High-contrast imaging

Using imaging to detect an Earth-like planet circling a star like our Sun is not possible with today’s technology. The light reflected by the Earth is ten billion times dimmer than that emitted by the Sun, and no instrument can detect such a weak source so close to such a bright one. The same is true for giant planets like Jupiter, which remain undetectable with current instruments even though they reflect about 100 times more light than Earth-like planets.

For nascent planetary systems, however, the situation improves. When giant planets are forming, they are at a temperature of around 3000 °C. They cool rapidly in the subsequent millions of years by emitting light, mainly in the infrared domain. During this cooling phase, the ratio between the brightness of the planet and the star is approximately 100,000 to 1 million. Although detecting the planet with today’s imaging technology is a challenge, it is possible none the less.

Difficult beginnings

Work to directly detect exoplanets started at the Université de Montréal some 15 years ago. For his doctoral dissertation supervised by René Doyon and Daniel Nadeau, Christian Marois built an instrument called TRIDENT in order to detect exoplanets. The instrument, used on a number of occasions in tandem with the CFH telescope, did not lead to the discovery of any exoplanets, but the very detailed understanding of the problems that limited TRIDENT’s sensitivity allowed the UdeM team to suggest different techniques for substantially enhancing the sensitivity of high-contrast imaging instruments.

Following the TRIDENT experiment, Christian Marois and the Institute team developed 2 techniques: angular differential imaging, or ADI, and locally optimized combination of images, or LOCI. Combining ADI and LOCI made it possible to improve sensitivity by a factor of 30 or more as compared with the previous techniques. ADI and LOCI are now recognized as the most effective techniques for observing and analyzing data in the field of high-contrast imaging, and the advances made by the Institute’s team have played a considerable role in recent discoveries of exoplanets by other teams (examples: 12345).

HR8799 and 1RXS J1609-2105: the first discoveries

Figure 1. Star 1RXS J1609-2105 (centre) and its giant planet (upper left) discovered by David Lafrenière in 2008. Additional observations published in 2010 made it possible to identify various molecules in its atmosphere, including water vapour and carbon monoxide.

The development of new observation and data processing techniques allowed the Institute’s team to carry out one of the first large-scale surveys to determine the frequency of massive exoplanets around young stars in the solar neighbourhood. The GDPS survey conducted by David Lafrenière established that such planets are rare and that fewer than 10% of stars have exoplanets 0.5 to 10 times Jupiter’s mass in the outskirt regions of planetary systems.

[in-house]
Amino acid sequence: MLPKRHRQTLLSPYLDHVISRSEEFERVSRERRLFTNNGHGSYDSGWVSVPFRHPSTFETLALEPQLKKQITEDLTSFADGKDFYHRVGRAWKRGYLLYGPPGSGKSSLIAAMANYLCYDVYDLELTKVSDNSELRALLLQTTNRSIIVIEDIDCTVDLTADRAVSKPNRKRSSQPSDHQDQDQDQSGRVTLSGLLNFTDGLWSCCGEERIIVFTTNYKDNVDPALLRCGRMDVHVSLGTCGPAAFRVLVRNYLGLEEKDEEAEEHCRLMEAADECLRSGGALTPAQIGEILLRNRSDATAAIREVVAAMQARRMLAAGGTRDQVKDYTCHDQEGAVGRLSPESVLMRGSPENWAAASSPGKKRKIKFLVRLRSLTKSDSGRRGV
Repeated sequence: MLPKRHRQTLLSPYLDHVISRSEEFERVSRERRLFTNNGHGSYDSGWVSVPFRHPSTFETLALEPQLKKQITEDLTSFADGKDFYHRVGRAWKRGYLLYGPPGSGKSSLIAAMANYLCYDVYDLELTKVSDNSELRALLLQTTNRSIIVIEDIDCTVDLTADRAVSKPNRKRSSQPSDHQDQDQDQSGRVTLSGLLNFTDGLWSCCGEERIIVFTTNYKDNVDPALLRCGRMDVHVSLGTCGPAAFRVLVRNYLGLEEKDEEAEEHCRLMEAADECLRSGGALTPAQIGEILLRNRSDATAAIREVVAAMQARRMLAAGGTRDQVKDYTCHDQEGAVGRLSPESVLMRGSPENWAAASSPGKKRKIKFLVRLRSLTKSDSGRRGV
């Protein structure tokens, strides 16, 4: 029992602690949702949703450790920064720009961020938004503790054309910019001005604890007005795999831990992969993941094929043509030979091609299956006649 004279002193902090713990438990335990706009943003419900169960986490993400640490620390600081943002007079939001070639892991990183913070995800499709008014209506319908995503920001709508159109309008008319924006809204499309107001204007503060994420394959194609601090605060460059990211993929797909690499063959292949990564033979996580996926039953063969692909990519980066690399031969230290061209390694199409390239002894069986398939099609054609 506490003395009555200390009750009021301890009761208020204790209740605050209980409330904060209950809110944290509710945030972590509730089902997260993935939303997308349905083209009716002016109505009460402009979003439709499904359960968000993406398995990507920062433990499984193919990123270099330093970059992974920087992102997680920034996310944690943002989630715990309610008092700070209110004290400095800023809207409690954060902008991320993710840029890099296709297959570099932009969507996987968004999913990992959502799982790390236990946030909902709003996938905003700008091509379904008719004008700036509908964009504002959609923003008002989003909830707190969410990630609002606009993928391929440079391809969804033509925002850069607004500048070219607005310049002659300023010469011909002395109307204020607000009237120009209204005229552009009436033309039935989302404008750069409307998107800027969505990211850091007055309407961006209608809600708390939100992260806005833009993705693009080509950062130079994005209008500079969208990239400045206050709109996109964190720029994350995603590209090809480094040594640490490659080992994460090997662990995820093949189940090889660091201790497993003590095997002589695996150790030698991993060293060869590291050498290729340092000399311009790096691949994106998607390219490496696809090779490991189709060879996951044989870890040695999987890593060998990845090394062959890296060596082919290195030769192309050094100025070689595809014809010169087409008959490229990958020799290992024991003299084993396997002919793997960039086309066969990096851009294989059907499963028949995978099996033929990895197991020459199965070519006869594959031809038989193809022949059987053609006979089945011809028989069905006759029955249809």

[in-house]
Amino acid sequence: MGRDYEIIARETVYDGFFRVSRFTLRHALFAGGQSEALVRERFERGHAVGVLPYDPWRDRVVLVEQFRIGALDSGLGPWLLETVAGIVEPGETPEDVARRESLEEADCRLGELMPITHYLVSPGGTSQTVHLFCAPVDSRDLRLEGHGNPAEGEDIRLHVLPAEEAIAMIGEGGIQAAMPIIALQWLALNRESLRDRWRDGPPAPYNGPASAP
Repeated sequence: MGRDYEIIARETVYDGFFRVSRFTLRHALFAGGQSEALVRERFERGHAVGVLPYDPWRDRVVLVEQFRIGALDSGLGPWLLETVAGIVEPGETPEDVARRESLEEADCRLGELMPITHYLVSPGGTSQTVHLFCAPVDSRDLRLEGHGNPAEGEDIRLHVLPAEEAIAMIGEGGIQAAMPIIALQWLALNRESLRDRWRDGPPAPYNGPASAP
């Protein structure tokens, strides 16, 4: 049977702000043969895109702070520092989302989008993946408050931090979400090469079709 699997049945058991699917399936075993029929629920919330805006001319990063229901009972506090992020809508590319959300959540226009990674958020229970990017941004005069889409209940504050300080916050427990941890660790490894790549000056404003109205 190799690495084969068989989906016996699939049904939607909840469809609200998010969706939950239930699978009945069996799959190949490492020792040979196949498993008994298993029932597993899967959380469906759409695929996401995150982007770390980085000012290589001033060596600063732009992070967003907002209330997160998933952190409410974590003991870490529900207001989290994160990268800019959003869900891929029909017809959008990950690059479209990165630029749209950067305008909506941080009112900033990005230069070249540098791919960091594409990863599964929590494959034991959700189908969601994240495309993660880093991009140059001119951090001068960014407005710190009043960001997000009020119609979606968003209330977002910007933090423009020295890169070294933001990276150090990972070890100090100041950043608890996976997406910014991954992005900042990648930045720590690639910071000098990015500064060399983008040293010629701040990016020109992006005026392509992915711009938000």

The team owed its first successes in directly detecting planets to David Lafrenière, who surveyed planetary companions around stars in a group of young stars called the Upper Scorpius association. Based on his observations made at the Gemini North observatory in Hawaii, he obtained the first image of a planet orbiting a Sun-like star. (Figure 1).

Figure 2. HR8799 and its 4 planets. Planets b, c and d were discovered in 2008 and planet e, 2 years later.

Another survey around stars hotter than the Sun was done by Christian Marois in collaboration with David Lafrenière, René Doyon and an international team, and led to the discovery of a planetary system that to date remains unique in the annals of astronomy; the team identified 3 giant planets (7 to 10 times the mass of Jupiter) orbiting HR8799, a star more massive than the Sun. The development of LOCI also allowed the Institute to rediscover 2 of the planets of HR8799 from data obtained by the Hubble telescope in 1998, and which were undetectable at the time because of the lack of sufficiently powerful analytical tools. The HR8799 system has been studied many times since it was discovered, with the initial publication describing the system cited over 500 times in astronomical publications over the past 5 years.

The future: GPI and JWST

The Institute’s team is involved in 2 projects that will make it possible to directly detect new massive planets around nearby stars. GPI (Gemini Planet Imager) is an instrument that has just been installed at the Gemini South observatory, in Chile. It is a much more sensitive device than those currently operated on large telescopes. It can be used to find planets that are much less massive than those detectable during previous survey campaigns, such as the GDPS campaign. GPI has several components including an advanced adaptive optics system, a sophisticated internal calibration module and a spectrograph working between 1 and 2.4 µm. The Institute’s team built the GPI spectrograph and helped develop the analysis algorithms for GPI data, largely inspired by those used for LOCI and ADI.

The Institute team also developed an instrument called a Near-InfraRed Imager and Slitless Spectrograph (NIRISS) for the JWST telescope. NIRISS has a unique feature: a non-redundant mask (NRM) that blocks out all but 15% of the light from a star on carefully chosen sections of the telescope mirror. The NRM solves a number of observation problems limiting the sensitivity of planet detection and makes it possible to find planets much closer to their stars than the other JWST observation methods. This mode operates at a wavelength of 4 µm, which is difficult to achieve using a ground-based telescope. NRM data will make it possible to measure the infrared flux of a number of the planets discovered by GPI. Étienne Artigau is the Institute member responsible for this mode.